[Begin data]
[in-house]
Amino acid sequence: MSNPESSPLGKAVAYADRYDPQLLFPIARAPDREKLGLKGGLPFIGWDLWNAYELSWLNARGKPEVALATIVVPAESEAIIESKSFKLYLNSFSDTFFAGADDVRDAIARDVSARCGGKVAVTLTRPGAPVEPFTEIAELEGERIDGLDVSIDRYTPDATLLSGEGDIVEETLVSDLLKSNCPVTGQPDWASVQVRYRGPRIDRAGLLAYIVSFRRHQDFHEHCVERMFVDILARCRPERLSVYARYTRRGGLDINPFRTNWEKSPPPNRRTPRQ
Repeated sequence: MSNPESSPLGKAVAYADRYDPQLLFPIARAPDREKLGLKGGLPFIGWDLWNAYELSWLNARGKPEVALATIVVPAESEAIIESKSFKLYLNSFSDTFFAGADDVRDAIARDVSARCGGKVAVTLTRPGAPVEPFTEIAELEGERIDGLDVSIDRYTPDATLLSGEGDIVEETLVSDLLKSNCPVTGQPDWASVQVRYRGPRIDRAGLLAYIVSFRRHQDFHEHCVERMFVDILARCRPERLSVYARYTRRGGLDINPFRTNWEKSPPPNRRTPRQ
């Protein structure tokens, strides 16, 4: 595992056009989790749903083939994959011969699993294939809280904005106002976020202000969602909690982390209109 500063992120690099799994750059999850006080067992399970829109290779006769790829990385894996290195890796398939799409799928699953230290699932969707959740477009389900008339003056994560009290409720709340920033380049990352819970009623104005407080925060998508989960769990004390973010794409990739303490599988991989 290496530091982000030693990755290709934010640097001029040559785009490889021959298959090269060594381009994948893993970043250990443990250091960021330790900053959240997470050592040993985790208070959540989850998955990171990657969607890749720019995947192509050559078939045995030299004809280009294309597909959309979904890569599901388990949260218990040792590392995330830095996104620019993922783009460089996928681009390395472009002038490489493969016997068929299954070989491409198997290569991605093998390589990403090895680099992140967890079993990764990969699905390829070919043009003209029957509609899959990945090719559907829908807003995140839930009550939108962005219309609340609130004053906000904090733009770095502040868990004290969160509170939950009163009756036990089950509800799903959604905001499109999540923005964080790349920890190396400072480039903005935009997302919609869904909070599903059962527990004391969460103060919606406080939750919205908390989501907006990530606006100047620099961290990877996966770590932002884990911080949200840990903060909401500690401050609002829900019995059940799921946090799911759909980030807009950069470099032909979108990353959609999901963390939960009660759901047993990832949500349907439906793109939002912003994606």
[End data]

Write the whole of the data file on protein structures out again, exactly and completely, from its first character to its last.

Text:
[in-house]
Amino acid sequence: MSNPESSPLGKAVAYADRYDPQLLFPIARAPDREKLGLKGGLPFIGWDLWNAYELSWLNARGKPEVALATIVVPAESEAIIESKSFKLYLNSFSDTFFAGADDVRDAIARDVSARCGGKVAVTLTRPGAPVEPFTEIAELEGERIDGLDVSIDRYTPDATLLSGEGDIVEETLVSDLLKSNCPVTGQPDWASVQVRYRGPRIDRAGLLAYIVSFRRHQDFHEHCVERMFVDILARCRPERLSVYARYTRRGGLDINPFRTNWEKSPPPNRRTPRQ
Repeated sequence: MSNPESSPLGKAVAYADRYDPQLLFPIARAPDREKLGLKGGLPFIGWDLWNAYELSWLNARGKPEVALATIVVPAESEAIIESKSFKLYLNSFSDTFFAGADDVRDAIARDVSARCGGKVAVTLTRPGAPVEPFTEIAELEGERIDGLDVSIDRYTPDATLLSGEGDIVEETLVSDLLKSNCPVTGQPDWASVQVRYRGPRIDRAGLLAYIVSFRRHQDFHEHCVERMFVDILARCRPERLSVYARYTRRGGLDINPFRTNWEKSPPPNRRTPRQ
């Protein structure tokens, strides 16, 4: 595992056009989790749903083939994959011969699993294939809280904005106002976020202000969602909690982390209109 500063992120690099799994750059999850006080067992399970829109290779006769790829990385894996290195890796398939799409799928699953230290699932969707959740477009389900008339003056994560009290409720709340920033380049990352819970009623104005407080925060998508989960769990004390973010794409990739303490599988991989 290496530091982000030693990755290709934010640097001029040559785009490889021959298959090269060594381009994948893993970043250990443990250091960021330790900053959240997470050592040993985790208070959540989850998955990171990657969607890749720019995947192509050559078939045995030299004809280009294309597909959309979904890569599901388990949260218990040792590392995330830095996104620019993922783009460089996928681009390395472009002038490489493969016997068929299954070989491409198997290569991605093998390589990403090895680099992140967890079993990764990969699905390829070919043009003209029957509609899959990945090719559907829908807003995140839930009550939108962005219309609340609130004053906000904090733009770095502040868990004290969160509170939950009163009756036990089950509800799903959604905001499109999540923005964080790349920890190396400072480039903005935009997302919609869904909070599903059962527990004391969460103060919606406080939750919205908390989501907006990530606006100047620099961290990877996966770590932002884990911080949200840990903060909401500690401050609002829900019995059940799921946090799911759909980030807009950069470099032909979108990353959609999901963390939960009660759901047993990832949500349907439906793109939002912003994606």